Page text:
On the young world of Dezrel, brother gods Karak and Ashhur, fleeing their own failed world, recreate mankind in an attempt to make amends. The fledgling race of humanity is guided by the First Families, men and women who will not age so long as their hearts remain devoted to their deities.
But quickly the realms are thrown into chaos by the construction of the Temple of the Flesh, built by exiled children of Karak in the unclaimed land of Haven that
lies between the two kingdoms. Those of the Temple refuse to bend knee to either god, no matter the risk. Thus comes Karak’s ultimatum to the people of Haven: destroy the Temple, or he will destroy it himself. But his fellow brother god, Ashhur, will not sit idly by while thousands of innocents die. . . .
Can Jacob Eveningstar, the First Man to be given life and Ashhur’s most trusted servant, prevent the coming bloodshed which threatens the survival of the fledgling human race?
The above quote is the excerpt that you would read if you were to pick this book up a book store, or take a look at it on the Kindle Store (or whatever eBook site you use). I chose this book as my monthly “freebie” from Samsung (a promotion they have for Galaxy tablet owners), and when I first started reading it, I wasn’t too sure about it. I don’t give up on books very easily, though, and this one did get better as I continued reading.
It’s probably very obvious that this is a fantasy novel, so if you’re into the genre, then read on to see if Dalglish is for you!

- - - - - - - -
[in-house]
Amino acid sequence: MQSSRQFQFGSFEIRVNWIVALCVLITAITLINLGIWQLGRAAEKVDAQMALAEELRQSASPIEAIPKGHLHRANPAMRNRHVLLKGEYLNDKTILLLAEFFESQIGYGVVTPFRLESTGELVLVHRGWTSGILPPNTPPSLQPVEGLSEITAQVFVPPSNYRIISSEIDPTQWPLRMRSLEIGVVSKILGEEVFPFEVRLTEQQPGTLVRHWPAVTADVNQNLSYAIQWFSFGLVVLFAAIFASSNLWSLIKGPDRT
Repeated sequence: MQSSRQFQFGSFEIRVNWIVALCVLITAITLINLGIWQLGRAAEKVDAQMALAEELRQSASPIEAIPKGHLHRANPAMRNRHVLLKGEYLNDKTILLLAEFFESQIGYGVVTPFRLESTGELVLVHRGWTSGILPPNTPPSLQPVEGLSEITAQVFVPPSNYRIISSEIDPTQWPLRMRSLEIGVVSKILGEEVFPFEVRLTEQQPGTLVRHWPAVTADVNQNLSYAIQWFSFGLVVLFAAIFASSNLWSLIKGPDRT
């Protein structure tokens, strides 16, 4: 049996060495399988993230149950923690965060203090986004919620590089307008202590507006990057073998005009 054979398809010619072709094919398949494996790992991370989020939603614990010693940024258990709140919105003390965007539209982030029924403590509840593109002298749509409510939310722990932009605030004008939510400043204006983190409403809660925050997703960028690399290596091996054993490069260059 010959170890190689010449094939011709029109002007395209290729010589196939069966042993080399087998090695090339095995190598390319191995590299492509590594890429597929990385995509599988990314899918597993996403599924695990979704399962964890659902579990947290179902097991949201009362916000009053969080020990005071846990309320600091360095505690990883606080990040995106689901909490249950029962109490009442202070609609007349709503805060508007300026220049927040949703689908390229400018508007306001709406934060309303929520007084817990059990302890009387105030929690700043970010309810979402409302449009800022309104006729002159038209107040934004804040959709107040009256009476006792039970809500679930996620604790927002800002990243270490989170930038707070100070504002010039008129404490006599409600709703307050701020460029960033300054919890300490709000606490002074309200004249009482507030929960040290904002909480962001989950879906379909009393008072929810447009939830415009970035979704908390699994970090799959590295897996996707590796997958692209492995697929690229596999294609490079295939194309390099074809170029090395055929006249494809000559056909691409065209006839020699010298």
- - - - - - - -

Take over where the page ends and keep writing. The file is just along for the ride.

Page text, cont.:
The story is basically as the above excerpt says – two brother gods have been tasked by a higher goddess with creating mankind on a new world together, having failed before. This time, they need to get it right…but that wouldn’t make for a very interesting epic fantasy, now, would it? 🙂
Humankind does what it does best, and goes against the gods’ wishes, while one is bent on having the humans bow to his strong arm of might and power and the other, more apt to embodying peaceful and quiet lives.
If you enjoy the “epic” style of ongoing stories, very good background writing and don’t mind some elves and strange creatures thrown in for good measure, then I’d recommend giving Dawn of Swords a read! My Amazon rating was only three of five stars, but I’m thinking maybe I should have held off until I start the second book (which I will do soon, but didn’t want to go directly into it). All I will suggest is that you don’t make a final decision until about halfway through, as I found that is where different story lines really started to come together and make the novel as a whole, much more interesting.